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  • How The Power Of Play In Your Child's First 3 Years Sets Him Up For Success

    There are many inexpensive activities you can do at home to provide learning opportunities through play
How The Power Of Play In Your Child's First 3 Years Sets Him Up For Success
PHOTO BY @Hakase_/iStock
  • “Time spent playing with children is never wasted.”  

    This was the core message of Bloss Villafuerte, owner and director of Smallville Montessori Circulo Verde. Nido invited her for the Smart Parenting Masterclass leg on “The Power of Play In Your Child’s First Three Years.”

    Benefits of play

    At the workshop, Villafurte told attendees that play greatly benefits the child through the following:

    • boosting his confidence
    • fulfillment, achievement, and success (evident when a young child completes a puzzle) 
    • developing motor skills (fine motor skills like dexterity are essential for learning how to write, while gross motor skills are important in climbing, balancing, running, jumping) 
    • social development (observed in sharing and camaraderie) 
    • preventing misbehavior 

    Expert tips how to use the power of play 

    There are many ways a parent can provide an environment that is conducive to play so a child learns. But Villafuerte has a reminder: “If a child is playing with a puzzle, and an adult is constantly giving the child the piece that fits in the puzzle, the little one then is unable to undergo the process of problem-solving. Yes, the child may find joy in seeing the finished puzzle, but we have to look back and ask ourselves – what skills did the child gain from the process? When children play, they are mastering a specific skill. We need to let them do things on their own.”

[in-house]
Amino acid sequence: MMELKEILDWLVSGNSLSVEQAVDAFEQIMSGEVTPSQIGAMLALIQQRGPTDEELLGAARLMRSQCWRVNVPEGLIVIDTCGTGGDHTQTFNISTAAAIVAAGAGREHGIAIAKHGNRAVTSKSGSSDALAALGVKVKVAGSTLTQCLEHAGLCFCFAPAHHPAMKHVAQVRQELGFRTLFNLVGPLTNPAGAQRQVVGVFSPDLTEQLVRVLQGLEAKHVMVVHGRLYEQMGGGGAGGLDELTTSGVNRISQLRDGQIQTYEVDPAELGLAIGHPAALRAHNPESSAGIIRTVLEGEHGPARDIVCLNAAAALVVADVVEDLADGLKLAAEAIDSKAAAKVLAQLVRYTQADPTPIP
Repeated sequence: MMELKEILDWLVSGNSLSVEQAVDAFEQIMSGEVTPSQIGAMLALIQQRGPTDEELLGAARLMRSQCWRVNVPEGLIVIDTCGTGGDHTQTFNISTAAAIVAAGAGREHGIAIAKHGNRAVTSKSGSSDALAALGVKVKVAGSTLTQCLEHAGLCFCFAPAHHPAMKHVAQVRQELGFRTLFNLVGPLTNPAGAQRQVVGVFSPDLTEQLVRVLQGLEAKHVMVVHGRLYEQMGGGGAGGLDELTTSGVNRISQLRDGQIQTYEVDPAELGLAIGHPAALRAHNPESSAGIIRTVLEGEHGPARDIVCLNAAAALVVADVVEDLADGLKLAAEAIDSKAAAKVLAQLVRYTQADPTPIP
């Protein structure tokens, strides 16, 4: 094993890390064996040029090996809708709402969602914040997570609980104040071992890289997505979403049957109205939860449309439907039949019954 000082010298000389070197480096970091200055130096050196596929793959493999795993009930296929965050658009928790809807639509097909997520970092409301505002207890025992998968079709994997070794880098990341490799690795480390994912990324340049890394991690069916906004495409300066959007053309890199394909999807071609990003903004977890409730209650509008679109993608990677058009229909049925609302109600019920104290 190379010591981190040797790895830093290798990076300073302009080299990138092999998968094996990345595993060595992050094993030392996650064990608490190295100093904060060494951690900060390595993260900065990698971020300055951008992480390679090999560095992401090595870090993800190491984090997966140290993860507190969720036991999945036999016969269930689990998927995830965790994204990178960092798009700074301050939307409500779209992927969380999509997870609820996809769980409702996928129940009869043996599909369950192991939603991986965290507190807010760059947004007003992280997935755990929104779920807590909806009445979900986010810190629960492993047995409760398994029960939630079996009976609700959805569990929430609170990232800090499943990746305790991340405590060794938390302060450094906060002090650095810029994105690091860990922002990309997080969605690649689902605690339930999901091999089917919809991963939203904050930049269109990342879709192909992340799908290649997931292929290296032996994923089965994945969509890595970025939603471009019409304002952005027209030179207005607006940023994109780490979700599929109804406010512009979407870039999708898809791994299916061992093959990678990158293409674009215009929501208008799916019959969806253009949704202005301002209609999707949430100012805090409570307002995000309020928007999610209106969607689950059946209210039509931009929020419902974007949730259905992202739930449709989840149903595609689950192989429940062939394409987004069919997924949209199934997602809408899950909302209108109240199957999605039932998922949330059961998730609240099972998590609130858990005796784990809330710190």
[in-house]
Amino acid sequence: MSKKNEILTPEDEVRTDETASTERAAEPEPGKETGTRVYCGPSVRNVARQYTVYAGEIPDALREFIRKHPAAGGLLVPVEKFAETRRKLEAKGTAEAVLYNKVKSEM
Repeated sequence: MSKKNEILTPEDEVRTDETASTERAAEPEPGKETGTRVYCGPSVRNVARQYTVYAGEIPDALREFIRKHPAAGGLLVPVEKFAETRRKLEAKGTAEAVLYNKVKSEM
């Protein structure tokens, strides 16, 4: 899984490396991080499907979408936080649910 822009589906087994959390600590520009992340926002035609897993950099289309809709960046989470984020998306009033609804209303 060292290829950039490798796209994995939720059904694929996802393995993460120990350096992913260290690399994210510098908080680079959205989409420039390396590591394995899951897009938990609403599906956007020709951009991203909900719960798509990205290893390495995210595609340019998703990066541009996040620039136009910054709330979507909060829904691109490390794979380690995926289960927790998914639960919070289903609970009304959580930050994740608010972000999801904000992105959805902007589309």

Villafuerte provides the tips below how to harness the power of play in your home.

    1. Provide experience for hands-on learning.

    Play “I Spy” games in the car, or ask the child to identify what he sees in his surroundings, and even words on billboards and signs. Hands-on learning happens anytime, anywhere.  

    2. Use your child’s interests.

    If he likes trains, ask him to count trains, identify its colors, even place numbers or letters on the trains to integrate concepts while sparking his joy.

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    3. Give your child a choice.

    “Children are more engaged when they are empowered to make their own choices. When a child chooses a toy or activity to participate in, they are more likely to be engaged and own the learning process.”  

    4. Allow the child to make mistakes.

    Parents can guide and support while not making things too convenient for their child. Give space for them to learn by themselves.  

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    5. Ask open-ended questions. 

    “Sometimes, when children are asked direct questions such as ‘What shape is this?’ or ‘What letter is this?’ they tend to clam up and feel like they are being tested.